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What Is a Good Laptop for Real Estate Photographers?

Published: 30/01/2019

Larry in Florida says:

I would love to see a discussion of the latest and greatest laptops real estate photographers are working with. The good, the bad, and the ugly.

I think what a good laptop for a real estate photographer boils down to is a laptop that will run Lightroom well. If you outsource your post-processing, any laptop will do. But if you use Lightroom and Photoshop, chances are, it's running Lightroom that needs special consideration. In my experience, to run Lightroom well, you need the following:

  1. An i5/i7 processor
  2. Good quality 4K screen
  3. 1TB SSD
  4. 16GB RAM

Turns out there is a recent article over at that goes deep into the subject of which laptops would be best for Lightroom. I'd be inclined to go with one of the top 3 on their list:

  1. HP Omen 15T
  2. HP Pavilion 15T
  3. Apple MacBook Pro - I use one of these for LR and like it.

What is your favorite laptop for running Lightroom?

Larry Lohrman

11 comments on “What Is a Good Laptop for Real Estate Photographers?”

  1. I would love to say MacBook Pro as well, but the new ones only have USB-C outlets. You are forced to use an adapter if you want to convert from an SD Card. Furthermore, USB-C outlets are incredibly flimsy. I've broken two adapters and I'm sure I've done some damage to the USB-C outlets as well. It's as if Apple has forgotten who uses their products. They can't possibly be that stupid.

    Unless they go back to SD Card capabilities, I might start looking at (gulp) PCs again...

  2. I do all of my editing on a MacPro (Big silver box) with a pair of nice big calibrated monitors, lots of RAM and a bunch of drive space. I find laptops too limited with no way to do much upgrading. The other thing is that once I'm done with a job, I head home and do my editing in close proximity to my fridge and teapot ($.10/cup for the premium tea and not $4/cup at a coffee shop).

    I do have a laptop and I take it with me on days where I have multiple jobs. It's a rather old 13" Macbook with a dated version of Lightroom, but I can plug it into the car and have it ingest photos from the memory cards, apply my standard presets and render previews while I drive or I can take it in with me on the next job, plug it in and let it grind away while I'm shooting. When I get home, all I have to do is import the catalog to my main RE catalog and I'm ready to edit. If the last job isn't digested yet, I can let the laptop continue with it so it isn't robbing CPU power while I'm editing.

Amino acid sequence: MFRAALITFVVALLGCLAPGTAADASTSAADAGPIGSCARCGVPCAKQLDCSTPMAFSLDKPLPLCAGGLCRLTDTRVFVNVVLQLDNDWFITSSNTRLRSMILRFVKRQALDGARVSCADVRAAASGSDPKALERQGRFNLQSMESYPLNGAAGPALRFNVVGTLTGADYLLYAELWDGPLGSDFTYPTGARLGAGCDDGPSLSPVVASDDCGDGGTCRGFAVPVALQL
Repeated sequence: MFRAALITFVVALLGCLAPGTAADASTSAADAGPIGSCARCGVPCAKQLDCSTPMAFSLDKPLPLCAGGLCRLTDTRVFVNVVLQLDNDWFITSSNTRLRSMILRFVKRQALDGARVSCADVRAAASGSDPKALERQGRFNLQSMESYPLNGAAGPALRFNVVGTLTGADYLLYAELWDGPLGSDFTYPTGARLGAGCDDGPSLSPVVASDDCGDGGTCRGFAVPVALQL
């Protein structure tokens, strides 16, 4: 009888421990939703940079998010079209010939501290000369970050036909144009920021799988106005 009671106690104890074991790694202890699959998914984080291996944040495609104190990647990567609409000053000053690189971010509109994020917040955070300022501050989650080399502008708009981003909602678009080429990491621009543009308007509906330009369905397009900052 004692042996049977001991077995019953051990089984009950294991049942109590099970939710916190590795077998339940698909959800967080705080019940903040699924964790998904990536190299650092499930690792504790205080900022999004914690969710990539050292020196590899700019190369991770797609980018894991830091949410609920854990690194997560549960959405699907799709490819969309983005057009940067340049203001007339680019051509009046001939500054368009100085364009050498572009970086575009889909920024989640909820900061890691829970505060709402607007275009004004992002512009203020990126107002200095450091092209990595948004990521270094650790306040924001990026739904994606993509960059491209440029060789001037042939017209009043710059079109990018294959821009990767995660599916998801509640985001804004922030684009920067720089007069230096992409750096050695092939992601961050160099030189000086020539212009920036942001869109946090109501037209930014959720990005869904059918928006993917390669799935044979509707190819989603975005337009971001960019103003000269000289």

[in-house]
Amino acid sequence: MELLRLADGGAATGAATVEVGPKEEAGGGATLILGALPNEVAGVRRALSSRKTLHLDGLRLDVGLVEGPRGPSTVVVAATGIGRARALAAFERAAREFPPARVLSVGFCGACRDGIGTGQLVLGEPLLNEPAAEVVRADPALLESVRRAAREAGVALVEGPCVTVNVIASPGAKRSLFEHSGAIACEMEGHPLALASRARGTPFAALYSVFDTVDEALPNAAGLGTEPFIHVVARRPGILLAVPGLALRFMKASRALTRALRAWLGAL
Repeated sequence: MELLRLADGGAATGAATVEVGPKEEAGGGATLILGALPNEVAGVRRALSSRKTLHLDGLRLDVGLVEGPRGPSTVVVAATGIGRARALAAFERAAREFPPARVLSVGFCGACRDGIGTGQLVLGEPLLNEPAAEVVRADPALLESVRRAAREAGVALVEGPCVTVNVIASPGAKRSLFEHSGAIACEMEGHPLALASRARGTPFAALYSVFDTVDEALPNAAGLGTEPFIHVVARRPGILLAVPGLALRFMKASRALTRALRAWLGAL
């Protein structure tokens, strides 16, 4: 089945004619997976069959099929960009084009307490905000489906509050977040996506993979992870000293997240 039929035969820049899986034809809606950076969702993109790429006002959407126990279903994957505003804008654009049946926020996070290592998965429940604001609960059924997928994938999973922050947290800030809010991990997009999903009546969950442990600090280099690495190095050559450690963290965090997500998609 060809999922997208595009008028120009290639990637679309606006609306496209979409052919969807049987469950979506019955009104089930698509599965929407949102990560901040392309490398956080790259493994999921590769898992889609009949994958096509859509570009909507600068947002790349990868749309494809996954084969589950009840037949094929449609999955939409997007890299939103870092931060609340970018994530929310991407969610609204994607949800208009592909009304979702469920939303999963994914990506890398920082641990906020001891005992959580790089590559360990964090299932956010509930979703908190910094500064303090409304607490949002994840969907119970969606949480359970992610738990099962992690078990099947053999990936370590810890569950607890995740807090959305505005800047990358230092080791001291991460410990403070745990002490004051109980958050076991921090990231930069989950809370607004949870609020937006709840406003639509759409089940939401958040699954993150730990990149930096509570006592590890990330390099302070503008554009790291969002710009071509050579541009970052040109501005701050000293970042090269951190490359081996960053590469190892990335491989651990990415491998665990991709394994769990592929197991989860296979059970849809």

If you see yourself wanting to edit photos in the field, you will need a laptop with some horsepower, but if you adopt a workflow like mine, you can get a laptop a few years old cheap. The question is whether you've already figured out that it's going to save you time working with a slower machine in the field if you find yourself with slack time during the work day between appointments. You can still do your selects on any ol' machine that will run your version of LR which could be all you need to fill up dead time. I don't find myself with that much dead time and when I know that I'll likely have time between appointments, I'll do some advance research and see if there are any parks or community buildings I should photograph to add to my community photo folders.

  3. I picked up a Microsoft Surface about a year ago and love it. I recently installed a 4G sim card, so wifi transfers directly to Dropbox has been very helpful. Sometimes, I'll even mount it to the old tripod as a monitor. Very versatile.